Chapter

Newman on the Trinity before and after Nicaea (1840–58)

Benjamin John King

in Newman and the Alexandrian Fathers

Published in print May 2009 | ISBN: 9780199548132
Published online September 2009 | e-ISBN: 9780191720383 | DOI: http://dx.doi.org/10.1093/acprof:oso/9780199548132.003.0005

Series: Changing Paradigms in Historical and Systematic Theology

Newman on the Trinity before and after Nicaea (1840–58)

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This chapter shows that Newman's opinion of Origen and Athanasius changed in the 1840s and 1850s, resulting in a very different conception of the Trinity from that he held in the 1830s, but one that was different again from that he held in the 1870s. Seeking seclusion at Littlemore after the publication of Tract 90, in the quasi-monastic community Newman set up in his parish, he could work hard on translating Athanasius. But while translating, and also forming his opinion of the development of doctrine, Newman ended up in a paradoxical situation: conceiving doctrine as dynamic, nevertheless its primary patristic exponent, Athanasius, said the same things as later Fathers in both East and West.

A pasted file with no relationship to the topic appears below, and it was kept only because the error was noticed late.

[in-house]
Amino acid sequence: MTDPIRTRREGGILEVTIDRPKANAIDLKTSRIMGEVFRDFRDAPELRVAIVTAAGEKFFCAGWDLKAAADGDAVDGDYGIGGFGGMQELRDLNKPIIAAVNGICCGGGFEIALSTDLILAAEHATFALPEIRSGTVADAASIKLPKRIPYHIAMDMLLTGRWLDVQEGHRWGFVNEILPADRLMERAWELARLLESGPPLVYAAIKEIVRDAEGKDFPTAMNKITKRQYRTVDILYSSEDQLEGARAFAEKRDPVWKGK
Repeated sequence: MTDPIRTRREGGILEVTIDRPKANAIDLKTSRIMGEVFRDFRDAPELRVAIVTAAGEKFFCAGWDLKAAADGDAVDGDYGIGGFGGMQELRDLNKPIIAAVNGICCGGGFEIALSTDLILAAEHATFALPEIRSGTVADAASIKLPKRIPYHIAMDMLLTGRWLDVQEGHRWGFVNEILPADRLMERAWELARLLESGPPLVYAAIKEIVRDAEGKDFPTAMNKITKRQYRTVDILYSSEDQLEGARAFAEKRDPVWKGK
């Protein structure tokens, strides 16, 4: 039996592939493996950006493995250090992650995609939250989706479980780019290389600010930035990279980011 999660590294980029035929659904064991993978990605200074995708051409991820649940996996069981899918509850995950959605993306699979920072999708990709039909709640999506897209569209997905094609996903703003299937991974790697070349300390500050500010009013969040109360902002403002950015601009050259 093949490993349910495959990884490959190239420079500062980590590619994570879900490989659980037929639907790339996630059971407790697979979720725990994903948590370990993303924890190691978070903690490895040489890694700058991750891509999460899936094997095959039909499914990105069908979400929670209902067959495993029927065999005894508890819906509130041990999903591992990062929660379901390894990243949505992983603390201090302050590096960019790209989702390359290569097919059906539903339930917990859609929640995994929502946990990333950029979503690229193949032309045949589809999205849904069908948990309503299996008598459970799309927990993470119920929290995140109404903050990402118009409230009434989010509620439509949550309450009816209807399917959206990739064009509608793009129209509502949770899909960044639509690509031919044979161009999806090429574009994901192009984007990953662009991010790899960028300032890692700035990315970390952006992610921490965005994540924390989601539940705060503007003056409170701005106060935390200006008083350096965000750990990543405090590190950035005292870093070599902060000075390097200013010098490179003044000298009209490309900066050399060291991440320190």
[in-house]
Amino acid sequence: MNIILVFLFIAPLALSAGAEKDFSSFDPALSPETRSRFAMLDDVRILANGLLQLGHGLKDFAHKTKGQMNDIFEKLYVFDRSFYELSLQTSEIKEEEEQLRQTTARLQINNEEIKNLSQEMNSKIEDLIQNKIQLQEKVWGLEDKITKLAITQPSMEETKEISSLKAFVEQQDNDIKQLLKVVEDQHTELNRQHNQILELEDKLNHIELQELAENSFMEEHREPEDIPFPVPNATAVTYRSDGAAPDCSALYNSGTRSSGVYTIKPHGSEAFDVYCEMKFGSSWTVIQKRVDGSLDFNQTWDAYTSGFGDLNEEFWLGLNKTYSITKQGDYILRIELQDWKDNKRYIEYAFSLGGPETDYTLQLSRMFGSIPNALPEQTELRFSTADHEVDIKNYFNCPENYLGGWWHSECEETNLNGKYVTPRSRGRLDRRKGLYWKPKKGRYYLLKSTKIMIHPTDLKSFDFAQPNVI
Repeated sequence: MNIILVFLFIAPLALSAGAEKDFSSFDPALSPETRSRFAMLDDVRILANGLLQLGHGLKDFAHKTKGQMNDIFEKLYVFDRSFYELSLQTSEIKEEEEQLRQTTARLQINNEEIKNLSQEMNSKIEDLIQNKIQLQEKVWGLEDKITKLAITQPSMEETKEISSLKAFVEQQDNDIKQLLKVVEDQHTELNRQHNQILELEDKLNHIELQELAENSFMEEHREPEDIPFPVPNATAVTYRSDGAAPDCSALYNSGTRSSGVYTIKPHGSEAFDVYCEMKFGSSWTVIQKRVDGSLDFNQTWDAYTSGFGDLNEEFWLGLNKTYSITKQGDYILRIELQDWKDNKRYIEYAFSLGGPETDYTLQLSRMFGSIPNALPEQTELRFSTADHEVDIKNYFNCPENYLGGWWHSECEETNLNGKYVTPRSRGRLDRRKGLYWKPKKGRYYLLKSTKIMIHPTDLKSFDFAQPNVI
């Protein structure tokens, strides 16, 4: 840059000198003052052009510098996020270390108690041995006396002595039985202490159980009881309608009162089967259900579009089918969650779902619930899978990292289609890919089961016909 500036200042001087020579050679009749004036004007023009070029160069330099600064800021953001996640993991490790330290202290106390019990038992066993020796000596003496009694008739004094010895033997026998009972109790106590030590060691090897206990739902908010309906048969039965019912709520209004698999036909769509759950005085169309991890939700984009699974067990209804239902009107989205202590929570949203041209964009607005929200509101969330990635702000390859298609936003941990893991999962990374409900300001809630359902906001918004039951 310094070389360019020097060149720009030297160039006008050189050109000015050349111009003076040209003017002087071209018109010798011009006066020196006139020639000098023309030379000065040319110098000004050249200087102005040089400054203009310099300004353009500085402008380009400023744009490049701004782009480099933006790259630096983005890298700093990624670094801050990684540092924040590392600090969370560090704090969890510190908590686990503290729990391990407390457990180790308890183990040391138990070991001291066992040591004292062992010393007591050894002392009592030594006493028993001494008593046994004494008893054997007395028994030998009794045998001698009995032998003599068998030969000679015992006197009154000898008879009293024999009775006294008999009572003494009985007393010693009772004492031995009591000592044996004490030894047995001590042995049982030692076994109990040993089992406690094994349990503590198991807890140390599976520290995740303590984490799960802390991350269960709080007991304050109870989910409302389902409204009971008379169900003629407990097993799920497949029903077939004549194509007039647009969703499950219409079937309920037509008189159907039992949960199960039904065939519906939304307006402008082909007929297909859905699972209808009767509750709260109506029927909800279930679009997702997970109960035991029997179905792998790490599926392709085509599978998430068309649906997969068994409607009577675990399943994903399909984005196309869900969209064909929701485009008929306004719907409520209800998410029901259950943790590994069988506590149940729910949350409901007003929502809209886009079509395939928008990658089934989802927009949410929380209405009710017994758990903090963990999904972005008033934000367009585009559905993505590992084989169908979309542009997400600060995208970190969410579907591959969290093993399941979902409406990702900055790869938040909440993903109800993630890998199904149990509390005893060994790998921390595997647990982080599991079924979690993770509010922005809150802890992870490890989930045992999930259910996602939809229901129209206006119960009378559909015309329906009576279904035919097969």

Keywords: Newman; Origen; Athanasius; Trinity; Littlemore; development of doctrine

Chapter.  14984 words. 

Subjects: History of Christianity

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